The company, which has a primary listing on the Tokyo Stock Exchange and is a constituent of the TOPIX Core30 and Nikkei 225 index, and has a secondary listing on the NYSE, was apparently could not provide the free 10Gb storage it promises users due to the attack.
Canon had earnings of ¥3.401 trillion (A$44.7 billion) in 2016, the last year for which Wikipedia has listed its annual revenue.
The ransomware specialist website Bleeping Computer said it had been contacted by a source who had shared an image saying that the company was experiencing widespread system issues which were affecting multiple applications. [Microsoft] Teams, email, and other systems may not be available at this time."
The site said it had gotten hold of the ransom note (below) sent to Canon.
Contacted for comment, Brett Callow, a ransomware research analyst from New Zealand-headquartered security shop Emsisoft, told iTWire: "Ransomware groups continue to hit ever larger companies, which typically means ever larger ransom demands.
"Companies that yield to those demands are playing it forward, and not in a good way. They're ensuring that other companies will be hit in the future. Ransomware is only a problem because companies keep on paying, and it will continue to be a problem until they stop paying."
John Shier, senior security adviser at Sophos, said: "This is yet another example of the Maze gang's sustained and brazen targetting of enterprises. Following other recent high-profile attacks, this latest salvo should be a wake-up call to all the enterprises who haven't taken the time to assess their security posture and bolster their defences against these pernicious adversaries.
"Many of these attacks start by exploiting external services or simple phishing campaigns. The successful campaigns will often be followed by living-off-the-land techniques, abusing over-privileged and under-protected accounts, and hiding in plain sight.
"Enterprises must take the time to ensure they've built a strong security foundation (e.g. principle of least privilege, MFA everywhere, patching, user training, etc.), which includes investment in both prevention and detection technologies today if they don't want to be a victim tomorrow."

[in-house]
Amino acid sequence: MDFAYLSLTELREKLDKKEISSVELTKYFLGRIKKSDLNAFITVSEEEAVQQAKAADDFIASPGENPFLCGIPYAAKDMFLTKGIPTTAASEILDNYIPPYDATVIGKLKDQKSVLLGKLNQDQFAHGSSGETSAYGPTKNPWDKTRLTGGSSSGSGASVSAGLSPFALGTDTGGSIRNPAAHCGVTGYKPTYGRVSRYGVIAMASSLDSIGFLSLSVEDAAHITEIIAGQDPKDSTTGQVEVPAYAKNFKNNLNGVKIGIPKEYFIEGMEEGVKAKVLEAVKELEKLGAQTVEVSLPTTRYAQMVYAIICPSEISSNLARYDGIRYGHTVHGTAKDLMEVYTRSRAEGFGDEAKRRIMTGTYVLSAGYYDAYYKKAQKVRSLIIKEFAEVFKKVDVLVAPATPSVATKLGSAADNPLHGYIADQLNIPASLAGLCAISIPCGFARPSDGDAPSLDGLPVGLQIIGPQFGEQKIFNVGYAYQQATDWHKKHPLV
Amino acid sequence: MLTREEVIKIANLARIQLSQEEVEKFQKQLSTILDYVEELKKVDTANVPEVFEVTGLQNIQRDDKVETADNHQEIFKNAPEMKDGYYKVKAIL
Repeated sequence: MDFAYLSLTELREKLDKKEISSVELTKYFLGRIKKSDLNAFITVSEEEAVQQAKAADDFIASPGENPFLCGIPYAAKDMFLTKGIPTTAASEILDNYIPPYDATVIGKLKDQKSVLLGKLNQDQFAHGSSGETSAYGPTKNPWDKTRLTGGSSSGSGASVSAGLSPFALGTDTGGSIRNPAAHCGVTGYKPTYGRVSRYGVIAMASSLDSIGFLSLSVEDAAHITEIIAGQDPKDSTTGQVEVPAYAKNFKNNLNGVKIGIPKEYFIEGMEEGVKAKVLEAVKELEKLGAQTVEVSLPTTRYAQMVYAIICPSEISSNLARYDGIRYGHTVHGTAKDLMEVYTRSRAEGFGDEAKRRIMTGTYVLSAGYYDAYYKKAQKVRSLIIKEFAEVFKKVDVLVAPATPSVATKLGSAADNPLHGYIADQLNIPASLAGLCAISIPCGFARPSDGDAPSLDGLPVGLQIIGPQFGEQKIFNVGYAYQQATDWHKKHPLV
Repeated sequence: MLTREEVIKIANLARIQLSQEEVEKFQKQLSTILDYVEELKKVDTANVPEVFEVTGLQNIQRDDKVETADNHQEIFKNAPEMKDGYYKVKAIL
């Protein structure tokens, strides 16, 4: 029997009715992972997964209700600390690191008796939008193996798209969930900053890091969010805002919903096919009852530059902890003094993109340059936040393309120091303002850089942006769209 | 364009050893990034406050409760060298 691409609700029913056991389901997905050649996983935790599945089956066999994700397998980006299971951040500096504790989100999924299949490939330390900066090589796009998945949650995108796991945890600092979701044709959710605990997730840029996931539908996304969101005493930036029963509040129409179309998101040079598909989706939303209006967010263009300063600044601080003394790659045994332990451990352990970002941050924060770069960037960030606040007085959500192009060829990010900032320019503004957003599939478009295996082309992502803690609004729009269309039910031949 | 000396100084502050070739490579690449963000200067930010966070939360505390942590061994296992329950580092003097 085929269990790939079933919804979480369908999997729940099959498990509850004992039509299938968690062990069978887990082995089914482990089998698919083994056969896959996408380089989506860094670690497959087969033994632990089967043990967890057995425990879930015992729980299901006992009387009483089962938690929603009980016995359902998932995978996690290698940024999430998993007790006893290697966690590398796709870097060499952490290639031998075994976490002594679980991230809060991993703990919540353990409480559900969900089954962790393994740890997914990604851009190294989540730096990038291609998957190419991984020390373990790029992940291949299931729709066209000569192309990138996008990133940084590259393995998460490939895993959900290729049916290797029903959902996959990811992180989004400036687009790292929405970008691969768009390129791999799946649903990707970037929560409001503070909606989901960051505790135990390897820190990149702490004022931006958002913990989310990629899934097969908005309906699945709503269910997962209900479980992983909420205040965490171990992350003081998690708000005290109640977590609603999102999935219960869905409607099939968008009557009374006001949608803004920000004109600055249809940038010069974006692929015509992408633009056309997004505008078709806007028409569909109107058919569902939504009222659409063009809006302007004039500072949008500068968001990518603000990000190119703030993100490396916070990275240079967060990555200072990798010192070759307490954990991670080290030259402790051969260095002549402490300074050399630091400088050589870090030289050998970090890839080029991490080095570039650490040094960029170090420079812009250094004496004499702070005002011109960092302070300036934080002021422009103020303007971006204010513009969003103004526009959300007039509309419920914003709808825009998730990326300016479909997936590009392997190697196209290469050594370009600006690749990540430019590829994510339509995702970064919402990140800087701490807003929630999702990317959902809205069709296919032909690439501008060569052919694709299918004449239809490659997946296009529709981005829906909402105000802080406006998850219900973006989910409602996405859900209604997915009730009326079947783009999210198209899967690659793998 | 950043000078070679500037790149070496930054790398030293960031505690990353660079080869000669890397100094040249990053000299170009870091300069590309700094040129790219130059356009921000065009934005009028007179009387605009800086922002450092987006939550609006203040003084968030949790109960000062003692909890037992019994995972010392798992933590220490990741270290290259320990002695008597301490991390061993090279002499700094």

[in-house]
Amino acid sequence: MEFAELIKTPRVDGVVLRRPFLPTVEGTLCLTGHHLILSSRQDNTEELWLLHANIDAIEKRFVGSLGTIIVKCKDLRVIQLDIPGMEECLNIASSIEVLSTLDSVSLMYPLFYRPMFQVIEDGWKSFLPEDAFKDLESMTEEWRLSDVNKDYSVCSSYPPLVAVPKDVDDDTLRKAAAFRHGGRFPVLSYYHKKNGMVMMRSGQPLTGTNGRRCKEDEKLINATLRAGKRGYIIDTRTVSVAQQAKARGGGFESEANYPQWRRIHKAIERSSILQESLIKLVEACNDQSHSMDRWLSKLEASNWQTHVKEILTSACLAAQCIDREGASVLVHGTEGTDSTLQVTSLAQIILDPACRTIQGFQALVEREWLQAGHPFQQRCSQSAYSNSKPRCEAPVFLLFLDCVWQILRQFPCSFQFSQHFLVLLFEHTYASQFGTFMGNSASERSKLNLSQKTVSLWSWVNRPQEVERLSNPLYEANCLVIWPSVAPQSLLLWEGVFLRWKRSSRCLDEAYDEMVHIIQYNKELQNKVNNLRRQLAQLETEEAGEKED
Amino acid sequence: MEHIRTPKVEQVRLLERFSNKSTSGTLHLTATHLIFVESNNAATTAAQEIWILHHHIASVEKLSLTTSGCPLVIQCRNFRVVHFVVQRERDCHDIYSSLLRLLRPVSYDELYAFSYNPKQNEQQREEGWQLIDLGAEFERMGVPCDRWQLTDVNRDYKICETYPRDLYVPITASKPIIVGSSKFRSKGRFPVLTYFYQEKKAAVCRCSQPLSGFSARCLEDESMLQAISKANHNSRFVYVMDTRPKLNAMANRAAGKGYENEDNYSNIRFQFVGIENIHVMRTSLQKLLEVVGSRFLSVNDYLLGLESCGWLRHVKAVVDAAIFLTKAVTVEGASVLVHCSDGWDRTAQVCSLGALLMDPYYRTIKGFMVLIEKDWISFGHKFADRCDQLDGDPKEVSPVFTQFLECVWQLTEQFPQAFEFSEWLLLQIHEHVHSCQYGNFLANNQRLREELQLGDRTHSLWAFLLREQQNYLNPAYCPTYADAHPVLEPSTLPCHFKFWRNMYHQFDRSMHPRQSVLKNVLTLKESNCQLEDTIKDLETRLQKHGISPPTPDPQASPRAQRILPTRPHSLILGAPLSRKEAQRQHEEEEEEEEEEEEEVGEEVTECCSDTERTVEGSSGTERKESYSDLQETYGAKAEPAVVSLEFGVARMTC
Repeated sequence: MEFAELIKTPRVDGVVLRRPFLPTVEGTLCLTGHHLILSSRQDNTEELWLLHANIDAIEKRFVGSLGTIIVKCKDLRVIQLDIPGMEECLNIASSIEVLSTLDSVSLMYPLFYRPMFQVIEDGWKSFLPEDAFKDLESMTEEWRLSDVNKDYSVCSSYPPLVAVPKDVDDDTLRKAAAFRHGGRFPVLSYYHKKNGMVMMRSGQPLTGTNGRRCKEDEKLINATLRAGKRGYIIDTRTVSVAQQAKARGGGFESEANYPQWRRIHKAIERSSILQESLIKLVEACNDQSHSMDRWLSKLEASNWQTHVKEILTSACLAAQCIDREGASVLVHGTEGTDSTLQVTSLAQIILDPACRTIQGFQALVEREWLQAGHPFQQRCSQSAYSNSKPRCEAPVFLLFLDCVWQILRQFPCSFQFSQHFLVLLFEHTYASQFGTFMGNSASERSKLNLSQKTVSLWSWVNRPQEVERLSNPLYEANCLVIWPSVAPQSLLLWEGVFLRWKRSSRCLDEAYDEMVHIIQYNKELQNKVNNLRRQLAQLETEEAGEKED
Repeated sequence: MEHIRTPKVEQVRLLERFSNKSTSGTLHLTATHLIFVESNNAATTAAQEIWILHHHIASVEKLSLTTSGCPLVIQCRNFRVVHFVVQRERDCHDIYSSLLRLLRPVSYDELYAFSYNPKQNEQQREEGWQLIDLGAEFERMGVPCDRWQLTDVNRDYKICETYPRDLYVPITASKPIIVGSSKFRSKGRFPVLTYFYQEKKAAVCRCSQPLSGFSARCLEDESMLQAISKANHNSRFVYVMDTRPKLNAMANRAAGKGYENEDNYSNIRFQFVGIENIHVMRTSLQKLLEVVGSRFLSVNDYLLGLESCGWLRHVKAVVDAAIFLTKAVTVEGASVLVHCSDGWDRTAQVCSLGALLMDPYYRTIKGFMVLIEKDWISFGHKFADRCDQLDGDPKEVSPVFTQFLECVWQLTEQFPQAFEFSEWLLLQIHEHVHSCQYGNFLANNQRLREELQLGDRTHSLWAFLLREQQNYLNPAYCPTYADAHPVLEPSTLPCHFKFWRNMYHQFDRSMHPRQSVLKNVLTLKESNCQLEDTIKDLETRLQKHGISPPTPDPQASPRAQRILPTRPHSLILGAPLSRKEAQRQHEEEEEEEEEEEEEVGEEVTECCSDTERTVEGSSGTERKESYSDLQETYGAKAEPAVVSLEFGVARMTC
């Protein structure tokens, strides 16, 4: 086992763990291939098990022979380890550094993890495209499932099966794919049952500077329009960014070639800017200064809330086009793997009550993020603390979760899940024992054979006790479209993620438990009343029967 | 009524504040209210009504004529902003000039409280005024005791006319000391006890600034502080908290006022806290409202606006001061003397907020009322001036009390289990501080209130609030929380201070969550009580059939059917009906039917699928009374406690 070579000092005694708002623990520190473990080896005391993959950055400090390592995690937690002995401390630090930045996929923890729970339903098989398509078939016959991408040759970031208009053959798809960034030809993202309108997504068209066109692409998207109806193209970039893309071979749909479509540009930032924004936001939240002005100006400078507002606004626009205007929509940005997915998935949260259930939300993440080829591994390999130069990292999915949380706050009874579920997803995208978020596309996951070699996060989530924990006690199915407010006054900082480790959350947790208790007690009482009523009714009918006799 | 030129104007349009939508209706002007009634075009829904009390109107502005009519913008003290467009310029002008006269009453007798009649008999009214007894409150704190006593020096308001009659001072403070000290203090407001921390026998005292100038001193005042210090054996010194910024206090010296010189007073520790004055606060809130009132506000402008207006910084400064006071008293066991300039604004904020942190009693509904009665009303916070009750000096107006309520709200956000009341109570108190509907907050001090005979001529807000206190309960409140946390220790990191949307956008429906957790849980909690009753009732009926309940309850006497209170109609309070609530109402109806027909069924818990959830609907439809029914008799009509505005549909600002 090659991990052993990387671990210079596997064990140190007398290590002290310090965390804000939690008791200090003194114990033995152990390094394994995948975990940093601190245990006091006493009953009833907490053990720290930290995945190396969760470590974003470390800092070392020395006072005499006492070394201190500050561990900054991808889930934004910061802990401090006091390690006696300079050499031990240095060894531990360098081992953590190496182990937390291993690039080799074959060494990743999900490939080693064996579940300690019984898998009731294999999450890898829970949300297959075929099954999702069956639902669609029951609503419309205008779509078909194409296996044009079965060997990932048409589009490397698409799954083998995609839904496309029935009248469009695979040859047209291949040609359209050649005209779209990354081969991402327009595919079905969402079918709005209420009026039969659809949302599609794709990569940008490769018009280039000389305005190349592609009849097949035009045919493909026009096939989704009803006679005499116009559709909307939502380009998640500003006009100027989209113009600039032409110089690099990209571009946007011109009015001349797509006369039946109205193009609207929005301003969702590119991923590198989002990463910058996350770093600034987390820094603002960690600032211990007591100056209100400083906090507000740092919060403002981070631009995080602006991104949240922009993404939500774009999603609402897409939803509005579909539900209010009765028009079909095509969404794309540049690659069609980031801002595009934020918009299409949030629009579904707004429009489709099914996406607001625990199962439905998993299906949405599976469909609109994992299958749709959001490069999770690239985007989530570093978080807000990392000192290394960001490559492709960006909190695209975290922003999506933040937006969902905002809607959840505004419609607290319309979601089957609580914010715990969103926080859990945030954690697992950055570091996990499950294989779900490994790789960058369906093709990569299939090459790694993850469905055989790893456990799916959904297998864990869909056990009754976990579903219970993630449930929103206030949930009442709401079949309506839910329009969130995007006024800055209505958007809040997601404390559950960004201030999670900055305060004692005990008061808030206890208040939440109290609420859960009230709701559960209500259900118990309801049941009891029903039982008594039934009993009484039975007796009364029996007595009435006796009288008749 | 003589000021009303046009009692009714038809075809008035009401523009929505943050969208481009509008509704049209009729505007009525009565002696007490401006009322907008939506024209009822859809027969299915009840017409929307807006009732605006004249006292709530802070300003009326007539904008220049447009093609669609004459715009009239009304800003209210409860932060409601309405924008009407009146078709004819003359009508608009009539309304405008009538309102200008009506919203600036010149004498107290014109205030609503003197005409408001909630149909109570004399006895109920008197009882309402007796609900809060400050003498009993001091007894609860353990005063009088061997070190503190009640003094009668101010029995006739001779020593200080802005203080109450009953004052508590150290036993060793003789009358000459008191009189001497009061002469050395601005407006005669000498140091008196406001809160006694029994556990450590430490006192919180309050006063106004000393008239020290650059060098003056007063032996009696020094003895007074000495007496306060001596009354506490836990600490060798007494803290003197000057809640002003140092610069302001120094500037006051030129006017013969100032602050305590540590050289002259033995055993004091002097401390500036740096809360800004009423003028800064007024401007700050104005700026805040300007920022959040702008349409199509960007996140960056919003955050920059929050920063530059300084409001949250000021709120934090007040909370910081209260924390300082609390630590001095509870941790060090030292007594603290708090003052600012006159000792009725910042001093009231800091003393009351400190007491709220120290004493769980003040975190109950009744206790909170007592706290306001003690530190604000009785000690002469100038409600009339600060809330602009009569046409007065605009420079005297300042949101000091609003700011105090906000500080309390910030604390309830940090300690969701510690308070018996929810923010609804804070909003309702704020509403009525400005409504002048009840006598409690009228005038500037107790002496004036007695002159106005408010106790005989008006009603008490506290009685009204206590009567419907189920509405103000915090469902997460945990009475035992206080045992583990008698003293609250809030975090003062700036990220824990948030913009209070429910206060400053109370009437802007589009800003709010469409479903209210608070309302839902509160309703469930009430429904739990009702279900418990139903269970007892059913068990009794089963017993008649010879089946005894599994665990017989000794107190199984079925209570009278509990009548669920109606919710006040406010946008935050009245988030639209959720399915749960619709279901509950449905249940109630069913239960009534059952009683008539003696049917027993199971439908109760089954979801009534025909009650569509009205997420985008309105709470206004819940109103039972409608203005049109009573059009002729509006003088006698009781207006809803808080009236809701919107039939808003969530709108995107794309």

Sanjay Jagad, senior director of Products and Solutions at US enterprise data storage company Cloudian, said: "Canon, LG and Xerox were all recent victims of Maze ransomware attacks, and we’ll continue to see more and more organisations fall prey to such breaches.
"Encryption doesn’t work against ransomware because the attacker can simply re-encrypt the data to prevent access to its rightful owner. Other traditional approaches to combatting ransomware, such as anti-phishing training, firewalls and password software, often fall short. The only way for organizations to really safeguard themselves is to protect data at the storage layer.
"They can so by leveraging WORM (Write Once Read Many) storage. WORM is the easiest and most effective method to mitigating ransomware attacks. With WORM, data is made immutable: once written, it cannot be changed or deleted for a specific period.
"This prevents malware from being able to encrypt the data and lock the victim out. In the event of a ransomware attack, organisations can restore an uninfected copy of the data using a simple recovery process.
"In the past you needed specialised storage devices to leverage WORM. However, select object storage systems now offer a new feature called Object Lock to provide WORM functionality within your enterprise storage system. With Object Lock, data is protected at the device level, rather than being dependent on an external layer for defence."